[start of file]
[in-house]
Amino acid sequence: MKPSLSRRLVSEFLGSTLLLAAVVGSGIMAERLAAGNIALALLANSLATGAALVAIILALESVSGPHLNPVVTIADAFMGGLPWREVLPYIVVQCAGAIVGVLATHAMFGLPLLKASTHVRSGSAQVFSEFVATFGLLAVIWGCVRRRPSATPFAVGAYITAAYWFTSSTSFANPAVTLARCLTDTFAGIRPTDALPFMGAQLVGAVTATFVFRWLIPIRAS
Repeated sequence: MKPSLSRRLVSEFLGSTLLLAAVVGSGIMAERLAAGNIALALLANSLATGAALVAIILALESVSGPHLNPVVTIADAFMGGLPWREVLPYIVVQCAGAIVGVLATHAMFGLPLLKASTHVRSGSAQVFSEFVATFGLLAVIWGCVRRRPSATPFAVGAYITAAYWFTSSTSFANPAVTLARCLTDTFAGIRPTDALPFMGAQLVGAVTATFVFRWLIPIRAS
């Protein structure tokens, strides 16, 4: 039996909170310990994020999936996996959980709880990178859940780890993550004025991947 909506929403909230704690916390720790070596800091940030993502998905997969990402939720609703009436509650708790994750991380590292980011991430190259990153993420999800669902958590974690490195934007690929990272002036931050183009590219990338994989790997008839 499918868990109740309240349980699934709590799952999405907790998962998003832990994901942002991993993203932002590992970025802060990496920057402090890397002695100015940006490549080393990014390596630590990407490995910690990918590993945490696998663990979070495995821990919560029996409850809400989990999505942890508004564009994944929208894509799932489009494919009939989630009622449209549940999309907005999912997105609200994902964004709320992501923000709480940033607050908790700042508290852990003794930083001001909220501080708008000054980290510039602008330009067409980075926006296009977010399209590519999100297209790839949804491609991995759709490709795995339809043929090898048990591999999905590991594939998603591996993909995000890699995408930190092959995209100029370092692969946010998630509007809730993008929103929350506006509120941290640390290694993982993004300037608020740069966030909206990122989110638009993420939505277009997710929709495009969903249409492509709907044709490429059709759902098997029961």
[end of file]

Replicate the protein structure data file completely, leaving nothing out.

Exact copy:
[in-house]
Amino acid sequence: MKPSLSRRLVSEFLGSTLLLAAVVGSGIMAERLAAGNIALALLANSLATGAALVAIILALESVSGPHLNPVVTIADAFMGGLPWREVLPYIVVQCAGAIVGVLATHAMFGLPLLKASTHVRSGSAQVFSEFVATFGLLAVIWGCVRRRPSATPFAVGAYITAAYWFTSSTSFANPAVTLARCLTDTFAGIRPTDALPFMGAQLVGAVTATFVFRWLIPIRAS
Repeated sequence: MKPSLSRRLVSEFLGSTLLLAAVVGSGIMAERLAAGNIALALLANSLATGAALVAIILALESVSGPHLNPVVTIADAFMGGLPWREVLPYIVVQCAGAIVGVLATHAMFGLPLLKASTHVRSGSAQVFSEFVATFGLLAVIWGCVRRRPSATPFAVGAYITAAYWFTSSTSFANPAVTLARCLTDTFAGIRPTDALPFMGAQLVGAVTATFVFRWLIPIRAS
């Protein structure tokens, strides 16, 4: 039996909170310990994020999936996996959980709880990178859940780890993550004025991947 909506929403909230704690916390720790070596800091940030993502998905997969990402939720609703009436509650708790994750991380590292980011991430190259990153993420999800669902958590974690490195934007690929990272002036931050183009590219990338994989790997008839 499918868990109740309240349980699934709590799952999405907790998962998003832990994901942002991993993203932002590992970025802060990496920057402090890397002695100015940006490549080393990014390596630590990407490995910690990918590993945490696998663990979070495995821990919560029996409850809400989990999505942890508004564009994944929208894509799932489009494919009939989630009622449209549940999309907005999912997105609200994902964004709320992501923000709480940033607050908790700042508290852990003794930083001001909220501080708008000054980290510039602008330009067409980075926006296009977010399209590519999100297209790839949804491609991995759709490709795995339809043929090898048990591999999905590991594939998603591996993909995000890699995408930190092959995209100029370092692969946010998630509007809730993008929103929350506006509120941290640390290694993982993004300037608020740069966030909206990122989110638009993420939505277009997710929709495009969903249409492509709907044709490429059709759902098997029961």